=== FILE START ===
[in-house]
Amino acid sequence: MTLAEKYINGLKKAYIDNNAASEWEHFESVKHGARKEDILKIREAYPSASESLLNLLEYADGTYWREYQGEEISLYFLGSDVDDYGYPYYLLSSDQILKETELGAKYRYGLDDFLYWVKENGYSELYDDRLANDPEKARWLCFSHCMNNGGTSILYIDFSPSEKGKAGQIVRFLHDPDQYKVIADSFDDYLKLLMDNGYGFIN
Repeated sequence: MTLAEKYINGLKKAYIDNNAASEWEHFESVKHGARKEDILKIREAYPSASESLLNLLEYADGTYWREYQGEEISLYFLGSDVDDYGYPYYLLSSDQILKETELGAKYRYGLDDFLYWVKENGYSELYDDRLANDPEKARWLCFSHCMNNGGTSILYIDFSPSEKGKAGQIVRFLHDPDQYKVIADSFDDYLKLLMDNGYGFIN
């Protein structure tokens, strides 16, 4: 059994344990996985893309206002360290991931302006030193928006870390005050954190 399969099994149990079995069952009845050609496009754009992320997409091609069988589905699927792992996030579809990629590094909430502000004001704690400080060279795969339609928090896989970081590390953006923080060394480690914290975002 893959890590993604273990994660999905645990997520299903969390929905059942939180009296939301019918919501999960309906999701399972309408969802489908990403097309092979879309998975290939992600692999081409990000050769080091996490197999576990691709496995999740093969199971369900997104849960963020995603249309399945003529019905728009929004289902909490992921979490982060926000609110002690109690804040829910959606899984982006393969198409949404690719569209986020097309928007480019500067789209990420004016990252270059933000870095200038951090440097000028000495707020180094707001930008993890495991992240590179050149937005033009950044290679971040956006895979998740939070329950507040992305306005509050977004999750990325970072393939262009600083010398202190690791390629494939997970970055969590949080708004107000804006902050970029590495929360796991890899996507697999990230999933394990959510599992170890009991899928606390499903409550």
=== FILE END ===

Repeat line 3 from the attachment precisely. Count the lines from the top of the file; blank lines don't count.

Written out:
Repeated sequence: MTLAEKYINGLKKAYIDNNAASEWEHFESVKHGARKEDILKIREAYPSASESLLNLLEYADGTYWREYQGEEISLYFLGSDVDDYGYPYYLLSSDQILKETELGAKYRYGLDDFLYWVKENGYSELYDDRLANDPEKARWLCFSHCMNNGGTSILYIDFSPSEKGKAGQIVRFLHDPDQYKVIADSFDDYLKLLMDNGYGFIN